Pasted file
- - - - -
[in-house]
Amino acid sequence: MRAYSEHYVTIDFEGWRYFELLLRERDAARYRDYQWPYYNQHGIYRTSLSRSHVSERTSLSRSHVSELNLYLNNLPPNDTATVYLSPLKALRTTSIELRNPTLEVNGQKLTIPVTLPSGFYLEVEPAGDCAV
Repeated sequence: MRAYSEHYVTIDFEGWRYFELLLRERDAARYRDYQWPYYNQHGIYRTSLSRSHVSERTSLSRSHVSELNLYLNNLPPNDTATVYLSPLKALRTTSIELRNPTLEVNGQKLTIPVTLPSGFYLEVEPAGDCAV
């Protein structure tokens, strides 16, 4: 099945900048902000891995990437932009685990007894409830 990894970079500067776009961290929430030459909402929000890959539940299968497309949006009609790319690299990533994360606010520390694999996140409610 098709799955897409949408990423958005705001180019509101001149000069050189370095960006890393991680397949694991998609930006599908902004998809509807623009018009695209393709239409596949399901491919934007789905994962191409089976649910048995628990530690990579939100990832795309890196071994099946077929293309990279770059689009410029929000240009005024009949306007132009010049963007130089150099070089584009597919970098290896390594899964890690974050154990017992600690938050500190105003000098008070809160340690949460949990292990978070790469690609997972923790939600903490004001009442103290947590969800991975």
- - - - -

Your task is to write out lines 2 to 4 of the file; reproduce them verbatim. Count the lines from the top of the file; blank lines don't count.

Amino acid sequence: MRAYSEHYVTIDFEGWRYFELLLRERDAARYRDYQWPYYNQHGIYRTSLSRSHVSERTSLSRSHVSELNLYLNNLPPNDTATVYLSPLKALRTTSIELRNPTLEVNGQKLTIPVTLPSGFYLEVEPAGDCAV
Repeated sequence: MRAYSEHYVTIDFEGWRYFELLLRERDAARYRDYQWPYYNQHGIYRTSLSRSHVSERTSLSRSHVSELNLYLNNLPPNDTATVYLSPLKALRTTSIELRNPTLEVNGQKLTIPVTLPSGFYLEVEPAGDCAV
């Protein structure tokens, strides 16, 4: 099945900048902000891995990437932009685990007894409830 990894970079500067776009961290929430030459909402929000890959539940299968497309949006009609790319690299990533994360606010520390694999996140409610 098709799955897409949408990423958005705001180019509101001149000069050189370095960006890393991680397949694991998609930006599908902004998809509807623009018009695209393709239409596949399901491919934007789905994962191409089976649910048995628990530690990579939100990832795309890196071994099946077929293309990279770059689009410029929000240009005024009949306007132009010049963007130089150099070089584009597919970098290896390594899964890690974050154990017992600690938050500190105003000098008070809160340690949460949990292990978070790469690609997972923790939600903490004001009442103290947590969800991975």